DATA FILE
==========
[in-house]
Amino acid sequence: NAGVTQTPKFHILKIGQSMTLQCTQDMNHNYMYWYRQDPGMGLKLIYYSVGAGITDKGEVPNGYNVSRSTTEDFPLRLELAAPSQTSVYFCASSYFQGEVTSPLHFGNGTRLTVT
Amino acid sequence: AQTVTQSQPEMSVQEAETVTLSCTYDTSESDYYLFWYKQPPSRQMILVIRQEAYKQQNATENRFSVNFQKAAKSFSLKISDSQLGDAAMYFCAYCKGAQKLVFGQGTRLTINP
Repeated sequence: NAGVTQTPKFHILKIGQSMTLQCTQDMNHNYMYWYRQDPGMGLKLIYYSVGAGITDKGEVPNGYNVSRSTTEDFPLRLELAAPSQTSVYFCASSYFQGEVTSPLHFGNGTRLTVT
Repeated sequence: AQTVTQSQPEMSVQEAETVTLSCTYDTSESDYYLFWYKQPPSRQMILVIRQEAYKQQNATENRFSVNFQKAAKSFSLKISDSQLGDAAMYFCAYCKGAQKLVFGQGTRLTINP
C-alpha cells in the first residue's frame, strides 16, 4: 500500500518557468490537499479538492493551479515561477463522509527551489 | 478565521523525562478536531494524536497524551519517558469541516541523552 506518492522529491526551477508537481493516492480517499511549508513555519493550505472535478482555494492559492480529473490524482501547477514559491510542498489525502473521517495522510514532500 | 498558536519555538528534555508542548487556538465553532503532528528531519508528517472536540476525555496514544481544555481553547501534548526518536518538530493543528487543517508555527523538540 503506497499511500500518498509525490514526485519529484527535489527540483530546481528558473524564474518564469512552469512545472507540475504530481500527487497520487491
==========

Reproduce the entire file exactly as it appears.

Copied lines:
[in-house]
Amino acid sequence: NAGVTQTPKFHILKIGQSMTLQCTQDMNHNYMYWYRQDPGMGLKLIYYSVGAGITDKGEVPNGYNVSRSTTEDFPLRLELAAPSQTSVYFCASSYFQGEVTSPLHFGNGTRLTVT
Amino acid sequence: AQTVTQSQPEMSVQEAETVTLSCTYDTSESDYYLFWYKQPPSRQMILVIRQEAYKQQNATENRFSVNFQKAAKSFSLKISDSQLGDAAMYFCAYCKGAQKLVFGQGTRLTINP
Repeated sequence: NAGVTQTPKFHILKIGQSMTLQCTQDMNHNYMYWYRQDPGMGLKLIYYSVGAGITDKGEVPNGYNVSRSTTEDFPLRLELAAPSQTSVYFCASSYFQGEVTSPLHFGNGTRLTVT
Repeated sequence: AQTVTQSQPEMSVQEAETVTLSCTYDTSESDYYLFWYKQPPSRQMILVIRQEAYKQQNATENRFSVNFQKAAKSFSLKISDSQLGDAAMYFCAYCKGAQKLVFGQGTRLTINP
C-alpha cells in the first residue's frame, strides 16, 4: 500500500518557468490537499479538492493551479515561477463522509527551489 | 478565521523525562478536531494524536497524551519517558469541516541523552 506518492522529491526551477508537481493516492480517499511549508513555519493550505472535478482555494492559492480529473490524482501547477514559491510542498489525502473521517495522510514532500 | 498558536519555538528534555508542548487556538465553532503532528528531519508528517472536540476525555496514544481544555481553547501534548526518536518538530493543528487543517508555527523538540 503506497499511500500518498509525490514526485519529484527535489527540483530546481528558473524564474518564469512552469512545472507540475504530481500527487497520487491